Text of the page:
Socrates The Aviary Model: An Analysis

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The purpose of the Theaetetus is to examine how the mind accounts for knowledge by seeking an answer to the question Socrates poses to Theaetetus, what is knowledge? (146A). After a few failed attempts at answering, Theaetetus posits that knowledge is true opinion (187B). Socrates responds that in order for one to know what true opinion is, he must also account for false opinion in the mind. Ultimately, while the dialogue produces no operative definition for knowledge, Plato employs this dialogue to sharpen his arguments for what are and are not the brackets of knowledge. To that end, Socrates posits the Wax Block Model and then the Aviary Model to explain how a subject is imprinted on the mind. This paper will assess the components of Socrates’ …show more content…
Socrates’ purpose in introducing the Aviary Model is to improve upon shortcomings of the Wax Block Model, particularly the model’s failure to account for things not able to be perceived. The Wax Block Model posits that an object impressed on wax leaves an imprint of itself; similarly, concepts impressed on the mind leave an imprint, or retained knowledge, of the concept. The extent or quality of the imprint will affect the degree to which the concept is retained or remembered. As wax blocks can vary in size or consistency, so too minds vary in strength and capacity. The Wax Block Model allows that false opinion is possible because one can mix-up a memory imprint of a known thing with a perception imprint of something else that is also known. Socrates gives the example of mathematics as something one can know, but not perceive. For instance, an individual knows the number four, but has no perception of the essence of what it means to be four (196A). This reduces learning to just things that are able to be perceived with the senses. The Aviary Model provides that both perceived concepts and essential concepts are acquired by the mind. Additionally, the Aviary Model is superior to the Wax Block Model as it allows pieces of knowledge to interact with each other. Within the Wax Block Model, an imprint is fixed and cannot change to relate with another imprint. Socrates …show more content…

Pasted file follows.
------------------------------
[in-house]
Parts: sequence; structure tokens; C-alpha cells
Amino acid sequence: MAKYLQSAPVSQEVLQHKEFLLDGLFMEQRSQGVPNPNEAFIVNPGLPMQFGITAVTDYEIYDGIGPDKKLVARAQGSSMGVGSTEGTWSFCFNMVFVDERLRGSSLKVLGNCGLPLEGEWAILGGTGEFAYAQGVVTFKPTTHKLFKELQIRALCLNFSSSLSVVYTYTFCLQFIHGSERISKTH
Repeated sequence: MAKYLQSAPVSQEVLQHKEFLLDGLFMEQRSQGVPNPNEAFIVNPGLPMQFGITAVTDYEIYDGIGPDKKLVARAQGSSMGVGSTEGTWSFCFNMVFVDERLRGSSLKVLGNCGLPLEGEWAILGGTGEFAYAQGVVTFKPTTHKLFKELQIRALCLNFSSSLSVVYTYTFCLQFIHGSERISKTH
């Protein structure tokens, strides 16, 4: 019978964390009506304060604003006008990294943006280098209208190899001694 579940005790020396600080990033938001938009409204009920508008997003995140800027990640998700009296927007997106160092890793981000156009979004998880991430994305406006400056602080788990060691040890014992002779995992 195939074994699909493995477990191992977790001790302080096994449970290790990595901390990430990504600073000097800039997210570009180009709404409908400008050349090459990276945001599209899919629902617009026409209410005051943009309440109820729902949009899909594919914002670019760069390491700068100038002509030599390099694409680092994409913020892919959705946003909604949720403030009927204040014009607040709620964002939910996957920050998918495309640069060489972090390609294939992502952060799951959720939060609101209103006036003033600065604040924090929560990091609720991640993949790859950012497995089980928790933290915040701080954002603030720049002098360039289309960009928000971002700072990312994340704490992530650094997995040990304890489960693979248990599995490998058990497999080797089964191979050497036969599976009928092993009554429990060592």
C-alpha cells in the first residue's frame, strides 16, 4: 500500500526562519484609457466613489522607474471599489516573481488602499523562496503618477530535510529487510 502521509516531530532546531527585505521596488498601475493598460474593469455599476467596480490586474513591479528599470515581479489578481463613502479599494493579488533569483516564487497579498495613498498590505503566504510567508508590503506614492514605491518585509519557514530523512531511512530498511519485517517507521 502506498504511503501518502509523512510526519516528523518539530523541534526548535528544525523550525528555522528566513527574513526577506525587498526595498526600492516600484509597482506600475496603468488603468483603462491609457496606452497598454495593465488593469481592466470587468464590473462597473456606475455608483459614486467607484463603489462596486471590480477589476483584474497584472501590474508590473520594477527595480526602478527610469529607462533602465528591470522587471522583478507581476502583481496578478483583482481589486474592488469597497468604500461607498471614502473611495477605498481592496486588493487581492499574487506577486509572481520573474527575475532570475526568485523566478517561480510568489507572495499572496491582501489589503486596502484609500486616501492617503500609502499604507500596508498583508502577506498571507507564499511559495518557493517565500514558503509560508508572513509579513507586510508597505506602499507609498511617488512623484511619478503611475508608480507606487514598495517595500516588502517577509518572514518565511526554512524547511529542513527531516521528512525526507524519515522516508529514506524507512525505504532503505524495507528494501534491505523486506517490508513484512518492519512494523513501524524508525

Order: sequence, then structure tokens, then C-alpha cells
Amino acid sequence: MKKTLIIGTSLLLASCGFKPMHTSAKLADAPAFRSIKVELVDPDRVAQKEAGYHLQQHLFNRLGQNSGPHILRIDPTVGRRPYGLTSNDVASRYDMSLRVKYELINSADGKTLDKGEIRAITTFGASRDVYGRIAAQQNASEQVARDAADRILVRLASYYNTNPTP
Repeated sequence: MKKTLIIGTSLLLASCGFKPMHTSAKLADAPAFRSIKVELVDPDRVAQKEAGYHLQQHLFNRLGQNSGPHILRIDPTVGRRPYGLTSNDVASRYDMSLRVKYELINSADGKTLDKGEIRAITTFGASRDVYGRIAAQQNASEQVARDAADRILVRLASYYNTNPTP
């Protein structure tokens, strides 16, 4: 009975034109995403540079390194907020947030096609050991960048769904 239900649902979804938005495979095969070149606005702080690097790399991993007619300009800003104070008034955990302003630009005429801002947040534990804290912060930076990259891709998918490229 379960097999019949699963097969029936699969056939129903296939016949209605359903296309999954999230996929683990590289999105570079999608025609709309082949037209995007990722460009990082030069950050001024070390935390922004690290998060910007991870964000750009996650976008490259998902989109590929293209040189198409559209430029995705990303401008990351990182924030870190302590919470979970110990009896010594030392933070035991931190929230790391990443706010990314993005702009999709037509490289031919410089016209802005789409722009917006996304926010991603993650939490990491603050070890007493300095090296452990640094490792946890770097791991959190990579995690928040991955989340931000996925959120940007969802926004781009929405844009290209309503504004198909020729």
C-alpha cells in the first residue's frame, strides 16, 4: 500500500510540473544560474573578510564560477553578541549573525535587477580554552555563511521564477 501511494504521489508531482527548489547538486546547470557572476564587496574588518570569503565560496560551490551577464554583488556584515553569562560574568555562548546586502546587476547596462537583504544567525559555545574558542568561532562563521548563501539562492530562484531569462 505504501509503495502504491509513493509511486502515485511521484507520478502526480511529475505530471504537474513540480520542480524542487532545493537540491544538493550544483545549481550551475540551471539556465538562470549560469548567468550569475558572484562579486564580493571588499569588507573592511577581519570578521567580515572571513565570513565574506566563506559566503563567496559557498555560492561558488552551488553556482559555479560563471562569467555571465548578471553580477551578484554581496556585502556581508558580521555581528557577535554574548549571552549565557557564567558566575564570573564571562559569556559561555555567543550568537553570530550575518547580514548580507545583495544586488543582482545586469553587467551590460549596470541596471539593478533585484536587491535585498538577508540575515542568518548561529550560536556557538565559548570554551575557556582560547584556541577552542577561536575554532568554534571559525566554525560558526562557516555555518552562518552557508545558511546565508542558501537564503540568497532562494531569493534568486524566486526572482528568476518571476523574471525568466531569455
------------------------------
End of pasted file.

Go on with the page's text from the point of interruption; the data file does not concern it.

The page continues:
Theaetetus seeks to salvage the Aviary Model by suggesting pieces of ignorance are flying about with pieces of knowledge in the aviary (199E). Theaetetus argues that it will be the case “for the hunter sometimes to take hold of a piece of knowledge and sometimes a piece of nonknowledge about the same thing, having a false opinion with the nonknowledge and a true one with the knowledge.” Socrates then shows that Theaetetus’ argument merely sharpens the basic observation that the hunter has grabbed the bird which represents a false opinion (200A). Socrates questions Socrates questions as how does the hunter differentiate between the birds that are knowledge and the birds that are nonknowledge. If the hunter possessed knowledge that what he held was a piece of ignorance he would not have chosen it. In this way, Socrates has reduced the inquiry to how does one possess knowledge that what one has acquired is

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